Decision Making

Dr. Purushothaman
October 13, 2013

DECISION MAKING (Art of Solving Problems)
Decision-making usually involves that art where in one analyzes and evaluates the various alternatives methodically and then chooses which alternative to pursue. The importance of various models and techniques of decision-making is thus very obvious since this choice could possibly determine the entire next steps and possibly the longevity of any organization's strategic planning.
The most popular of all the techniques is the simple analysis wherein the various pros and cons of any choice are listed and are then rated on a scale of 1 to 10 after which a weighted average of both the pros and cons are considered and a decision is made.
The technique, created by Benjamin Franklin, is most commonly used for many decision-making strategies. Another technique, Force Field Analysis, is a method for listing, discussing, analyzing, and evaluating the various forces that are for and against any proposed change or choice.
However, many times not much is known to make a decision. One needs to go with whatever decision one needs to go with whatever decision one needs to make at that time based on what one has given the context and the amount of information, there can be four types of decision-making that one does:

1. Decisive:
Little information, single conclusion: An individual needs to be decisive and sure of the decision s/he is making when there is little information available to go about in the context, and with this limited information one needs to zero in on one just way, the most effective way to take action. While making a decisive decision, one needs to be calm and cool under pressure as well as be in charge of the situation.
2. Flexible:
Little information, and multiple conclusions. Many a time, when one has little or limited information and also one is not sure of what probably will be the best possible course of action, one needs to ensure a minimum number of options to be available at hand to choose from at any given point in time.
There is always a tendency for uncertainty to exist and a flexible decision-maker is able to handle that uncertainty in a calm manner since s/he has other alternative options available.
3. Integrative:
Maximum information, multiple conclusions: Integrative decision-making, done by considering the maximum possible information to bring out as many choices and alternatives as possible, is essential when it comes to strategic planning in organizations and in the world of business.
Because the choices a business owner or manager makes can determine the success or failure of a business, the way in which these individuals make decisions is of paramount importance. While some elect to look at a few options, and then make a choice, others take these options into consideration and use them to craft an entirely new option that merges the best parts of the original choice.
This process, integrative decision-making, has some major benefits, making it a process worthy of consideration by industry decision-makers.
4. Hierarchic:
Maximum information single conclusion: is a structured technique for organizing and analyzing complex decisions. It is very useful in fields such as government, business, industry, healthcare, and education.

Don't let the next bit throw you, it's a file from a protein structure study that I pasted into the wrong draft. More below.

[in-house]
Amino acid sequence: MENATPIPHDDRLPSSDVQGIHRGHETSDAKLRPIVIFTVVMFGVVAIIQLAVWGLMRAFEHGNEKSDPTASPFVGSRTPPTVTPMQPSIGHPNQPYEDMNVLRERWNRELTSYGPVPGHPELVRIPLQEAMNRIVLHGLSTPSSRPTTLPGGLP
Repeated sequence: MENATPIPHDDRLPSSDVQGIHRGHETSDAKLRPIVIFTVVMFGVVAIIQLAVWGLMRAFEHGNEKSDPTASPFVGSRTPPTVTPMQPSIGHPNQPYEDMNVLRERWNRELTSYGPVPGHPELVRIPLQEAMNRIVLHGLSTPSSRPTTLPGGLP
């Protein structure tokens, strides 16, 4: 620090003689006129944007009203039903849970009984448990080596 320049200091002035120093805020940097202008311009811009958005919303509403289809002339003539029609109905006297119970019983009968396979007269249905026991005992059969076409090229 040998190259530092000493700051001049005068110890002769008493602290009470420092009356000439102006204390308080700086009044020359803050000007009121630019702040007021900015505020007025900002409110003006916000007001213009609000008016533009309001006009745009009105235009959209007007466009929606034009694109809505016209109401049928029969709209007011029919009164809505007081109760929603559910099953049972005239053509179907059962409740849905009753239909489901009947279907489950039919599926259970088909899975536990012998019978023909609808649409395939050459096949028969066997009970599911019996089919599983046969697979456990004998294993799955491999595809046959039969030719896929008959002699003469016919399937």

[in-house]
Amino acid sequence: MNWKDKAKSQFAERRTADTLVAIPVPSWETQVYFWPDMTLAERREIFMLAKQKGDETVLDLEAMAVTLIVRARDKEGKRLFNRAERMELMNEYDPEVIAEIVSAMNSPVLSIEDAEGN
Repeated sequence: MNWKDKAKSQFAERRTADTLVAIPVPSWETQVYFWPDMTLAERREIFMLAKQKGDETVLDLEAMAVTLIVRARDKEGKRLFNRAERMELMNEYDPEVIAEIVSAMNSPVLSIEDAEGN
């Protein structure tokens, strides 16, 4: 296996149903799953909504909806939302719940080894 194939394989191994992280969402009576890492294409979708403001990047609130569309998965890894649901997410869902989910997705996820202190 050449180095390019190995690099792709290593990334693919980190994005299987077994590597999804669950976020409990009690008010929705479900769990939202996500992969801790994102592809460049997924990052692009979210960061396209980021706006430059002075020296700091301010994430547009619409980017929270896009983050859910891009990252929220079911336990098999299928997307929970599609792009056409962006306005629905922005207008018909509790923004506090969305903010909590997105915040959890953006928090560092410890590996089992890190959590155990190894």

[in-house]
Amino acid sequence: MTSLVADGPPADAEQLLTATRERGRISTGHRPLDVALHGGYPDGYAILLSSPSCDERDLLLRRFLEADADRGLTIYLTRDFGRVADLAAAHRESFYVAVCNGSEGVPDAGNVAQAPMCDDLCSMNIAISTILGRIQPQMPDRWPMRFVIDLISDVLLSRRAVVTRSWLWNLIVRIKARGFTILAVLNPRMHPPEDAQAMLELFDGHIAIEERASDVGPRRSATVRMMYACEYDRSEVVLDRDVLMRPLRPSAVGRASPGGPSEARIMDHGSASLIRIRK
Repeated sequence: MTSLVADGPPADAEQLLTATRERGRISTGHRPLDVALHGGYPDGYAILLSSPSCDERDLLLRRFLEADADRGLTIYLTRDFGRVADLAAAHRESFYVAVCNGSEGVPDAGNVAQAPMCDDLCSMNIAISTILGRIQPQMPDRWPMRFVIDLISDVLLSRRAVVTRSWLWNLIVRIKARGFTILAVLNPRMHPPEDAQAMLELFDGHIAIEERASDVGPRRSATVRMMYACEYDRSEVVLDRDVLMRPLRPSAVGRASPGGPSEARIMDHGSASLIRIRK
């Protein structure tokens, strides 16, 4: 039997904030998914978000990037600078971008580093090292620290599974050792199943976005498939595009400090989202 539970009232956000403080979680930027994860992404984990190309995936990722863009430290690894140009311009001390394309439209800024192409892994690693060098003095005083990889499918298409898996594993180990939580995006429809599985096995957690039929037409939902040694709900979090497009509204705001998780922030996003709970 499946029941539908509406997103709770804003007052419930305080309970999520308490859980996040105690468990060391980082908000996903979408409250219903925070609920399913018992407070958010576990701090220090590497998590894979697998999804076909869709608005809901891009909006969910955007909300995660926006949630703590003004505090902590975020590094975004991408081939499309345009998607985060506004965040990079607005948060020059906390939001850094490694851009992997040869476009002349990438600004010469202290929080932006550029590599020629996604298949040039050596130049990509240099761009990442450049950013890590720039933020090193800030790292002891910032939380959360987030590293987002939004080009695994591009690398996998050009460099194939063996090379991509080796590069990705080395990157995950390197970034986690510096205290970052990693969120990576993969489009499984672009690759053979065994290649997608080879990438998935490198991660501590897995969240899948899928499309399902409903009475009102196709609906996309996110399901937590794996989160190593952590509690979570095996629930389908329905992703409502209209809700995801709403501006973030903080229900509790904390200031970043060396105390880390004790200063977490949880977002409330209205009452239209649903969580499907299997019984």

Rather than prescribing a correct decision, the AHP helps decision-makers find one that best suits their goal and their understanding of the problem. It provides a comprehensive and rational framework for structuring a decision for representing and quantifying its elements to overall goals, and for evaluating alternative solutions.
Use of the AHP first decomposes their decision problem into a hierarchy of more easily comprehended sub-problems, each of which can be analyzed independently. The elements of the hierarchy can relate to any aspect of the decision problem - tangible or intangible, carefully measured or roughly estimated, well or poorly understood - anything at all that applies to the decision at hand. Based also on the various parameters one uses to assess the situation, there are a number of decision-making styles one uses:
Impulsive: Little thought or examination, taking the first alternative, don't look before you leap.
Fatalistic: Letting the environment decide, leaving it up to fate, it's in the cards.
Compliant: Let someone else decide following someone else plans; anything you say, sir.
Delaying: Taking a moratorium, postponing thought and action; I will cross that bridge later.
Agonizing: Getting lost in all the data and getting overwhelmed with analyzing alternatives;  I don't know what to do.
Planning: Using a procedure so that the end result is satisfying, a rational approach with a balance between cognitive and emotional; weighing the facts.
Intuitive: A mystical, preconscious choice, based on inner harmony, it feels right.
Paralysis: Accepting responsibility, but unable to approach it; can't face up to it.
Deviant: Asking the advice of others, but then doing the opposite of what is suggested, I'm going to do it my way,
A combination of the types and styles can help an individual pause and choose the apt style based on the type of decision required to be taken. One can use the above to zero in on the decisions one needs to make at a given point in time, depending on the situation, the information, the context, and other parameters involved.

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